To prevail in an employment discrimination case, the plaintiff is required to present evidence of pretext by his or her (former) employer. What exactly does pretext mean, though, at a practical level?
The Fourth Circuit Court of Appeals recently explored this concept in holding that a former trash truck driver was entitled to go to trial based on sufficient evidence that his former employer’s proffered reason for terminating him was a pretext for race discrimination. Haynes v. Waste Connections, Inc., No. 17-2431, 2019 U.S. App. LEXIS 11854 (4th Cir. Apr. 23, 2019).
Jimmy Haynes was hired to drive a trash truck for Waste Connections, Inc. (WCI). One night, Haynes showed up early for his shift, which was set to begin around 2:00 am. He was informed that his usual truck was under repair but that he could drive a replacement. In “frustrat[ion]” Haynes responded either, “F*** this.” or “Forget this.”
Haynes subsequently became ill. Prior to leaving, he sent a text message to his supervisor stating that he would be unable to work his shift due to a stomach illness. The next day, Haynes sent another text message to his supervisor stating that he was feeling better and could return to work for his next shift.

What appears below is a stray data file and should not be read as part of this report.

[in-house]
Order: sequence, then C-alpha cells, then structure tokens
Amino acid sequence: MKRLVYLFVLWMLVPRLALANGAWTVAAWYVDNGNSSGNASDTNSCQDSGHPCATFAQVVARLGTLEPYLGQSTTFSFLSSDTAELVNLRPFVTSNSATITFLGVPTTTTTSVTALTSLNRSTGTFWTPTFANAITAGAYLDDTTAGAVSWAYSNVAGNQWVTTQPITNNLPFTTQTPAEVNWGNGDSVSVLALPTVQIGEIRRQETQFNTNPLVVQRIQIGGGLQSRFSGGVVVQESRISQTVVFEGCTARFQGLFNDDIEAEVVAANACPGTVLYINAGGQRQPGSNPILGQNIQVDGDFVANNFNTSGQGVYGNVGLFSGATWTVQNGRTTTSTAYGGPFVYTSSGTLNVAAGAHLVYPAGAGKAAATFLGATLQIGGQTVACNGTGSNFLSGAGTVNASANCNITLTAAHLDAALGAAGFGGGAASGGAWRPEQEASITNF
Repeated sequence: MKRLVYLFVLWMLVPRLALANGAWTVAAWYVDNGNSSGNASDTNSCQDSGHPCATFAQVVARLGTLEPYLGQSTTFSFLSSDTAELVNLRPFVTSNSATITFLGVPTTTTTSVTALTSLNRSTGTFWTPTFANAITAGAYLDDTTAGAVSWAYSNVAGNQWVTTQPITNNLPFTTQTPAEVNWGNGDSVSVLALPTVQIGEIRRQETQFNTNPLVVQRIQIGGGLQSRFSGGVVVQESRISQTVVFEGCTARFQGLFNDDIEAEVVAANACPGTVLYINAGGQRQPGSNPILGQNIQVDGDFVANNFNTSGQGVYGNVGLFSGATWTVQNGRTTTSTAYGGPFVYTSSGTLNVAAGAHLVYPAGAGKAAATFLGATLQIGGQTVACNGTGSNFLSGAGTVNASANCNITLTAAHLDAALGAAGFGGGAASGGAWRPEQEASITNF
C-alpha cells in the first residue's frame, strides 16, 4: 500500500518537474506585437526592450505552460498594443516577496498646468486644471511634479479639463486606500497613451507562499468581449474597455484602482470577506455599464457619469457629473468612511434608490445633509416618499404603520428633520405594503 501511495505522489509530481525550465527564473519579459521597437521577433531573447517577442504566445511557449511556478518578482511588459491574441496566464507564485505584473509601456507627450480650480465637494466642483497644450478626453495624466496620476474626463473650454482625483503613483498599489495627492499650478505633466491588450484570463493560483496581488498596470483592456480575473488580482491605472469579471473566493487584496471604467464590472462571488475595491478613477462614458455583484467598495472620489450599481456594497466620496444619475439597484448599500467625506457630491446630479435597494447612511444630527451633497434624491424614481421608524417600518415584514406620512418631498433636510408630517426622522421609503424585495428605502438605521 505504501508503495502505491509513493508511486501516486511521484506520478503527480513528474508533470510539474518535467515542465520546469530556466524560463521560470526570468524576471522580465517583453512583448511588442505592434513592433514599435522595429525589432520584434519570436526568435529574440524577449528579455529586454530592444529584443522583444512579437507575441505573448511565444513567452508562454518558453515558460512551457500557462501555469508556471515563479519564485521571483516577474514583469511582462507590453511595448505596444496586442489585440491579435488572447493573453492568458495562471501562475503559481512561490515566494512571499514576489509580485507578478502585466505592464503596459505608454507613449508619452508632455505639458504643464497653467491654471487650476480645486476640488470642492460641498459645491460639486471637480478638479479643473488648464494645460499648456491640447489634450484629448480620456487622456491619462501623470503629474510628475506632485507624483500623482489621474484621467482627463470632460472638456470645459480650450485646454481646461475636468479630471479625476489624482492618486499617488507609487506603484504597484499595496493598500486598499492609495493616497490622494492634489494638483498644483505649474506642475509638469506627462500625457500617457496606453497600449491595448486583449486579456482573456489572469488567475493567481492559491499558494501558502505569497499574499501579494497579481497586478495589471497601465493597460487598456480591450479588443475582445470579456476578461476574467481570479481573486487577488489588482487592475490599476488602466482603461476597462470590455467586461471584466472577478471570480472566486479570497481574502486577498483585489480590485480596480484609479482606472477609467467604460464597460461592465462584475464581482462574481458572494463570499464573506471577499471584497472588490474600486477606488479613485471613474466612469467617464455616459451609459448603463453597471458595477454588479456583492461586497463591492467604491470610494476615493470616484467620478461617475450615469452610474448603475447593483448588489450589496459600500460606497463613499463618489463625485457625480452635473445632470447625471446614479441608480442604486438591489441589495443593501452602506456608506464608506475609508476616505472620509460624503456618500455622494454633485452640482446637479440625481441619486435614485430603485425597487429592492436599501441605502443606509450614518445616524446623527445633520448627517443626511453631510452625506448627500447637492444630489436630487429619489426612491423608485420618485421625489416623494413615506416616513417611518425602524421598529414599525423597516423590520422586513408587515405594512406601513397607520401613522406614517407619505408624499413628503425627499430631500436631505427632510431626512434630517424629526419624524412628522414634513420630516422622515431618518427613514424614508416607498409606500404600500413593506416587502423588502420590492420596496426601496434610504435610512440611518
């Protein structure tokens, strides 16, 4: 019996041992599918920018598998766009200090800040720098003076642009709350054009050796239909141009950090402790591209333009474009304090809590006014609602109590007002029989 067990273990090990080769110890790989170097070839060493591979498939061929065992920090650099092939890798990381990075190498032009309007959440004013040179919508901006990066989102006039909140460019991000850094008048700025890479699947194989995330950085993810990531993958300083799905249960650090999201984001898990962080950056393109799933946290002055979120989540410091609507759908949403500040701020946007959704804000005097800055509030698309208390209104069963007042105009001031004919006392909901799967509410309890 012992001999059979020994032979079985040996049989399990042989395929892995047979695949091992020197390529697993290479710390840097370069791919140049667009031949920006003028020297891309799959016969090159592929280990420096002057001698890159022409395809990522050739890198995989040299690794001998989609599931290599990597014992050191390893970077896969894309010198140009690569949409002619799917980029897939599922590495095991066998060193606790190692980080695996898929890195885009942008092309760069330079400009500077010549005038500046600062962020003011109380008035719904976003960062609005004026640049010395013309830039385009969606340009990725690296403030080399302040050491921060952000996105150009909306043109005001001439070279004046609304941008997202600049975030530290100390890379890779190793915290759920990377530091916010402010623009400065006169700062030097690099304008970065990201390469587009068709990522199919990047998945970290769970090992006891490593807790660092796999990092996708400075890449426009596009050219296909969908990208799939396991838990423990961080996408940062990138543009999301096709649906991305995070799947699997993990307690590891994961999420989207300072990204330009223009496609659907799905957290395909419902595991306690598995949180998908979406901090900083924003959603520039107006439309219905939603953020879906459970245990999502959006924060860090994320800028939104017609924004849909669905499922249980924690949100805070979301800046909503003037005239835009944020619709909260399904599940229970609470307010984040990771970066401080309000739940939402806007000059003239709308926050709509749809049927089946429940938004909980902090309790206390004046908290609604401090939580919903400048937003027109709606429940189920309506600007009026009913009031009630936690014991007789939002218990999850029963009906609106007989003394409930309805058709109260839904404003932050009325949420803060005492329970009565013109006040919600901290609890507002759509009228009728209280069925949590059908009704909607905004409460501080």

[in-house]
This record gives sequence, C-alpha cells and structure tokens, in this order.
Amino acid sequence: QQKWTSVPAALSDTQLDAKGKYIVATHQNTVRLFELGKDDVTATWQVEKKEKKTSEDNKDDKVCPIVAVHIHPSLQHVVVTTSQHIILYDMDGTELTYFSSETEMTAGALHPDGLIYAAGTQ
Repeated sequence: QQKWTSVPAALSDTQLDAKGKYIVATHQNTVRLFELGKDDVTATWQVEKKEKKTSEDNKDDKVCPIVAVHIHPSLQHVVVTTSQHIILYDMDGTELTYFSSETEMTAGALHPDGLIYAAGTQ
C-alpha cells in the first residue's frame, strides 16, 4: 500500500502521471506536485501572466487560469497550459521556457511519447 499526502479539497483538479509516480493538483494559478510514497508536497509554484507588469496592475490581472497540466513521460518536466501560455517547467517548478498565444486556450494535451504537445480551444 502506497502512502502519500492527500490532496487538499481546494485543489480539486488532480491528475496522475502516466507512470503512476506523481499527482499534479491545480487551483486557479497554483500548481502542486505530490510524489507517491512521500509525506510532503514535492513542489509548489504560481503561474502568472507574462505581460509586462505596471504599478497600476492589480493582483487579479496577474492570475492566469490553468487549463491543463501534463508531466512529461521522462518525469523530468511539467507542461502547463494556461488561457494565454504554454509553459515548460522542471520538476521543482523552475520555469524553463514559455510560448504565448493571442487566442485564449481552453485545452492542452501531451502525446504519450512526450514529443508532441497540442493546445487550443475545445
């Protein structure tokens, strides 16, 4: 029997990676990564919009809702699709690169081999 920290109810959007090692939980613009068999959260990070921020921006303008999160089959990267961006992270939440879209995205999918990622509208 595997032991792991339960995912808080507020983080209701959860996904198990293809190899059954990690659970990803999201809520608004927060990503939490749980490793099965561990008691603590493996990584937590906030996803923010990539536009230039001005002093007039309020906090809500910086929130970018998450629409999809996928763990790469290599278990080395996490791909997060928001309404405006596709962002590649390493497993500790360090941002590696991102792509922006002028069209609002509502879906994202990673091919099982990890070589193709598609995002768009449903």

After considering Haynes’s absence and speaking to the mechanics, Haynes’s supervisor consulted with HR and decided to terminate Haynes for “job abandonment.” Under WCI’s own policy, “job abandonment” was defined as “three days, no call and no show.” Haynes’s conduct — missing two shifts and notifying his supervisor ahead of time — did not meet this definition.
During the litigation that followed, however, WCI asserted for the first time that it terminated Haynes not for job abandonment, but for his poor attitude. The district court accepted this legitimate non-discriminatory reason and concluded that WCI was entitled to summary judgment.
The Fourth Circuit panel unanimously reversed and held, among other things, that Haynes presented enough pretext evidence to get to trial. “In order to show pretext,” the Court explained, “a plaintiff may show that an employer’s proffered nondiscriminatory reasons for the termination are inconsistent over time, false, or based on mistakes of fact.” Id. at *12. The Court added that, “[w]hile an employer is certainly permitted to expand on its original reason for a termination, such evidence of substantial changes to [an employer’s] proffered reason for the termination permits an inference of pretext.” Id. at *15. Therefore, Haynes’ claims will proceed to trial.
The takeaway here is that employers should have legitimate business reasons for taking employment actions that are both sincere and that remain consistent throughout any dispute that may arise after the action is taken. Any significant change to an employer’s story is an opportunity for the (former) employee to argue that the reason given was a pretext for unlawful discrimination. As Haynes demonstrates, such evidence can overcome summary judgment and move a case to trial.